Voice Recognition

Windows XP Tablets don't have very good voice recognition capabilities. Before you use speech, you must spend approximately 10 minutes doing an initial voice training exercise with the machine. After that, you can choose to read aloud excerpts from classic works to put in more training time, which is supposed to improve accuracy. I did 3 training sessions, since the initial one yielded poor results. Additional training didn't improve recognition, but just as with other tablets we've tested, it did generate some really humorous sentences.


Pro: If you're in the market for a Windows XP Tablet, the attractive and intelligently designed ViewSonic V1250 is a winner. The fast Centrino processor, full set of ports, good wireless performance and excellent display by Tablet standards are strong selling points. The convertible design makes the unit versatile and at under 4 lbs. it won't weigh you down. The reasonably priced bundle adds a lot of value and allows you to turn the V1250 into a desktop machine.

Con: You'll want to upgrade RAM because 256 megs means the machine won't run at optimal speed. In 2005, we're seeing faster tablets with 1.5 GHz or better Centrino processor speeds, so the V1250 isn't a speed champ anymore. As with several other lightweight tablets, you must carry an optical drive separately if you need to access CD or DVD media.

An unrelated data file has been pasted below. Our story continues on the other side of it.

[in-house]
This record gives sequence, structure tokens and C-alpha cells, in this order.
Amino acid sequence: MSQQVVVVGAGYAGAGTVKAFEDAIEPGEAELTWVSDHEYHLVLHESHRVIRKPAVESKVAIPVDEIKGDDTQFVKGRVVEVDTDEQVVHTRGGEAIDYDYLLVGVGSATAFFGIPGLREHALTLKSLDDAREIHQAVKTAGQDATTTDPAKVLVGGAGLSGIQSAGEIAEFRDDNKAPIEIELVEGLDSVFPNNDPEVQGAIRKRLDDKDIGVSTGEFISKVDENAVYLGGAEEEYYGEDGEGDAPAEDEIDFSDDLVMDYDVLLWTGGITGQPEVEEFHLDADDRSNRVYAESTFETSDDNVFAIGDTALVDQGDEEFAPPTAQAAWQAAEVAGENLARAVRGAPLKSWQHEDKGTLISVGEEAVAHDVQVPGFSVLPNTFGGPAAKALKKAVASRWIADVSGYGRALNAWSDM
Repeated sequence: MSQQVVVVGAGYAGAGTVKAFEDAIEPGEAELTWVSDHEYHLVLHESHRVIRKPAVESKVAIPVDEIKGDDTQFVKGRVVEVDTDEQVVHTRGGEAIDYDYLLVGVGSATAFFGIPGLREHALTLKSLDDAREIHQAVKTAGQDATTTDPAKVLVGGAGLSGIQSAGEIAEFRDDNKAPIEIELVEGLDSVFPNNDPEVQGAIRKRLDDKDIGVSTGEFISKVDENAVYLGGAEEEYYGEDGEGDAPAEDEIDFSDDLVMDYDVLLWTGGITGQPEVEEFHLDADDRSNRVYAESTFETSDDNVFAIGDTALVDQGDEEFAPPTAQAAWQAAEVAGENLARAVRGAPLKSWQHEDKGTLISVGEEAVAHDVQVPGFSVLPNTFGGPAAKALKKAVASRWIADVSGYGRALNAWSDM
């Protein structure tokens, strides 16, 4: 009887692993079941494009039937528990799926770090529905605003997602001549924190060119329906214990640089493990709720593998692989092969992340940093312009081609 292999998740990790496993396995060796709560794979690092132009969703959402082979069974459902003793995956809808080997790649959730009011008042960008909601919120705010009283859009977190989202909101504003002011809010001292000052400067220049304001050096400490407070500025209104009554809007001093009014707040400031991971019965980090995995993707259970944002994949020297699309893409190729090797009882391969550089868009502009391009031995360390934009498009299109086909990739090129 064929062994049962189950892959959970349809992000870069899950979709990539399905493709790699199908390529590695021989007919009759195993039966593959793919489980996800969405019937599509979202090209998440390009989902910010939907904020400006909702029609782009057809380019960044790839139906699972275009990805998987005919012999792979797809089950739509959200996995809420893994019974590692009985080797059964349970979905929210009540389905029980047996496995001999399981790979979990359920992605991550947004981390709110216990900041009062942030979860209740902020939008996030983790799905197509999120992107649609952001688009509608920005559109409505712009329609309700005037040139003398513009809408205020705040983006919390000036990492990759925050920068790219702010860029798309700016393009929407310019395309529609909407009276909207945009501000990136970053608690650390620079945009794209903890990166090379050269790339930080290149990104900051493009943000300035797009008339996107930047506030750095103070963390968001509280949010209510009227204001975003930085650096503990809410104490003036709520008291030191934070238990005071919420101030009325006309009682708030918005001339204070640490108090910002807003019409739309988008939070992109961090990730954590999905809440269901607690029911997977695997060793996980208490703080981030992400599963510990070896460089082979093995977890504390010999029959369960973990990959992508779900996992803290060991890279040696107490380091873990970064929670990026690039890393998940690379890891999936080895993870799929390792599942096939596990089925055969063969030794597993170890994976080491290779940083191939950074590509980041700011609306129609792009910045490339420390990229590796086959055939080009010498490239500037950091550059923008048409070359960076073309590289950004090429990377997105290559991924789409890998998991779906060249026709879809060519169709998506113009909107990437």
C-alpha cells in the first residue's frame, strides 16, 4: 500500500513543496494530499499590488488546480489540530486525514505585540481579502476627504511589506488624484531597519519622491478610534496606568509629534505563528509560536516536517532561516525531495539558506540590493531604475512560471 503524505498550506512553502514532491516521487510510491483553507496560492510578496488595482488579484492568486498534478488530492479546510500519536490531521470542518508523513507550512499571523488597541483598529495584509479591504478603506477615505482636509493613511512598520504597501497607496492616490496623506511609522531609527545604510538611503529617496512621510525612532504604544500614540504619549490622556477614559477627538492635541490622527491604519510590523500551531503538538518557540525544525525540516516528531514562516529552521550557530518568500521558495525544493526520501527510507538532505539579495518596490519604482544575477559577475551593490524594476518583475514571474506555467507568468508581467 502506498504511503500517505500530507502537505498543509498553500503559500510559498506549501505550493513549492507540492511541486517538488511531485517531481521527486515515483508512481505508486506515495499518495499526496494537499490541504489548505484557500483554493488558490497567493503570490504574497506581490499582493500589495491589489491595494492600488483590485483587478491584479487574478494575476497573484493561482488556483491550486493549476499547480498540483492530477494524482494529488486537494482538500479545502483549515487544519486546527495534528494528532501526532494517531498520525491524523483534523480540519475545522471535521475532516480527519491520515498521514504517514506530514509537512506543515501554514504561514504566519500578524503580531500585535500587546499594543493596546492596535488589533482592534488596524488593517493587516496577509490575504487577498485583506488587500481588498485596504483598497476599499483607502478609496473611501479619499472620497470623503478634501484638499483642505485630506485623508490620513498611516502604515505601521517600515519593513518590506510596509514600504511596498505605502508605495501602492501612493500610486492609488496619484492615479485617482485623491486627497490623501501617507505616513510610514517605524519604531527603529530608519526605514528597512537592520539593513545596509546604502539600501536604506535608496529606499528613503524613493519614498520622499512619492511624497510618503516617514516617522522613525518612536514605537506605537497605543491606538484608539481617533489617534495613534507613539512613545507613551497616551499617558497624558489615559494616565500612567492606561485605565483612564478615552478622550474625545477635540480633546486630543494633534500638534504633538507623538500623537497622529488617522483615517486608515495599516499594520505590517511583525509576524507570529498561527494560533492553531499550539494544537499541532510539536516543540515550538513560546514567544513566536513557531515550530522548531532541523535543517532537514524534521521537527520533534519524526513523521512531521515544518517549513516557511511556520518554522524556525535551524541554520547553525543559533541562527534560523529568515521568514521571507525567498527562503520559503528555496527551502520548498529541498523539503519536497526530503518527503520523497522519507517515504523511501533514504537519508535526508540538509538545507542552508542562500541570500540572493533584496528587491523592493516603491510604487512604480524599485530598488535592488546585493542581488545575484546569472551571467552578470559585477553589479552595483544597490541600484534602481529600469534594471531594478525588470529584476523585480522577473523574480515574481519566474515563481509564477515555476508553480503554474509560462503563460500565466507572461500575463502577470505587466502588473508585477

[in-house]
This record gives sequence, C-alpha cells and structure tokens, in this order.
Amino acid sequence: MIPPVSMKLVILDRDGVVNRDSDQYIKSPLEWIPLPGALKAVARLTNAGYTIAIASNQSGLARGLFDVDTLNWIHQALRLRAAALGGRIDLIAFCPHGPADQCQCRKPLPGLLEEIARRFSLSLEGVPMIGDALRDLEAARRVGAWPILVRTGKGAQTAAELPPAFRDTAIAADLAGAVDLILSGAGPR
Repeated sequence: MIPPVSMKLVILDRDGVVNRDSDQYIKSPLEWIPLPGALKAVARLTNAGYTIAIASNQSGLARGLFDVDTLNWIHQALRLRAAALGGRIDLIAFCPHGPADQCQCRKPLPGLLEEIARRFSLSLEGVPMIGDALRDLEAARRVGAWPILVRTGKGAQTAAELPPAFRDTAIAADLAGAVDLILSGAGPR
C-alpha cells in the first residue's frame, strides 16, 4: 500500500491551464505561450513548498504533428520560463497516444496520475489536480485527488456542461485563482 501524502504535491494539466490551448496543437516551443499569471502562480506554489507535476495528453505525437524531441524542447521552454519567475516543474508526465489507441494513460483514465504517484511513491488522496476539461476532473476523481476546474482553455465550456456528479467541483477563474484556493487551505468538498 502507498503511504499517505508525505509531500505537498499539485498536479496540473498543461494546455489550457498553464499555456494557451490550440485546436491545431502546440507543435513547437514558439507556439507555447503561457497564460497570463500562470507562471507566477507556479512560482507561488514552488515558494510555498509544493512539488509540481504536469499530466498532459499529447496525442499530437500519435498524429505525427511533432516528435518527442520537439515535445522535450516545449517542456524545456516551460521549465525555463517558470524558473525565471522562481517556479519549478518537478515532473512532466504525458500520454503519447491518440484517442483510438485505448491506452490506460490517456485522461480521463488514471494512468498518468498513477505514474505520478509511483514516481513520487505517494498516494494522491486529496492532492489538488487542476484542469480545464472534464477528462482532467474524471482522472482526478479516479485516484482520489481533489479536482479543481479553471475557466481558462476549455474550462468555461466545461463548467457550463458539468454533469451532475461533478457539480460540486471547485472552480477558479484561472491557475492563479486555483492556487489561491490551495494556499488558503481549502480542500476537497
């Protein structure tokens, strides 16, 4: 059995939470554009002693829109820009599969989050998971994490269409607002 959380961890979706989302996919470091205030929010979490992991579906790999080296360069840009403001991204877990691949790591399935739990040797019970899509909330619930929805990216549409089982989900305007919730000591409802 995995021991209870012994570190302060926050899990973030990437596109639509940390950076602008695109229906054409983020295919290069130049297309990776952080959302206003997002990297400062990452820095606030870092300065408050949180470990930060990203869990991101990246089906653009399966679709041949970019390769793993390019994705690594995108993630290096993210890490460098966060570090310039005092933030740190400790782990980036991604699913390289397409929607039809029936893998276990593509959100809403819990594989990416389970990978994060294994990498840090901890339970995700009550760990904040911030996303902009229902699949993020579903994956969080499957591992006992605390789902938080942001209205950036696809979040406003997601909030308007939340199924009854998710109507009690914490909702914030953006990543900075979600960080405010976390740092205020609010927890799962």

Suggested list price for V1250 Tablet PC: $1,995 (no bundle), $2,499 with bundle described in this review. External optical drive, docking station and other accessories available for purchase separately if you don't buy the bundle.

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Display: TFT color active matrix LCD, 32 bit, 64 million colors, Screen Size Diag: 12.1", Resolution: 1024 x 768. Intel 82852/82855 Integrated graphics controller (standard for the Centrino chipset). 64 megs shared memory.

Battery 1900 mAh Lithium Ion rechargeable.

Processor and Memory: 1 GHz ultra-low voltage Pentium M processor (Centrino) with 1 MB level 2 cache. 256 MB SDRAM, upgradeable to 768 megs. Uses DDR SODIMMs and has one open slot for RAM.

Drives: 30 gig ATA 100 hard disk Supports Ultra DMA. External slim DVD/CDRW drive (FireWire/ IEE 1394 connector, powered through FireWire port, no external power needed) included with bundle and available separately for non-bundle versions.

Size: 10.9" x 9.3" x 1". Weight 3.9 lbs.

Audio: Built in speaker, mic, mic in and 3.5mm stereo headphone jack. Voice Recorder and command included in the operating system. Uses a Crystal WDM integrated digital audio controller.

Software: Windows XP Tablet Edition operating system. Microsoft Journal application for word processing and support for ink notes and drawings. Voice Recorder, voice command and handwriting recognition built into the OS. Many demo versions of XP Tablet oriented software included.

Expansion and Ports: On computer: 2 USB (2.0), 1 FireWire powered port, VGA, audio in and out, V.92 modem, 1PCMCIA type II CardBus slot, 1 SD/MMC/Memory Stick slot, 1 RJ45 Ethernet port (Realtek RTL8139/810x family controller), docking port and built-in Intel Pro Wireless 2100 3B WiFi 802.11b. On docking station: standard VGA monitor port, 3 USB (2.0) ports, FireWire, RJ45 Ethernet, power.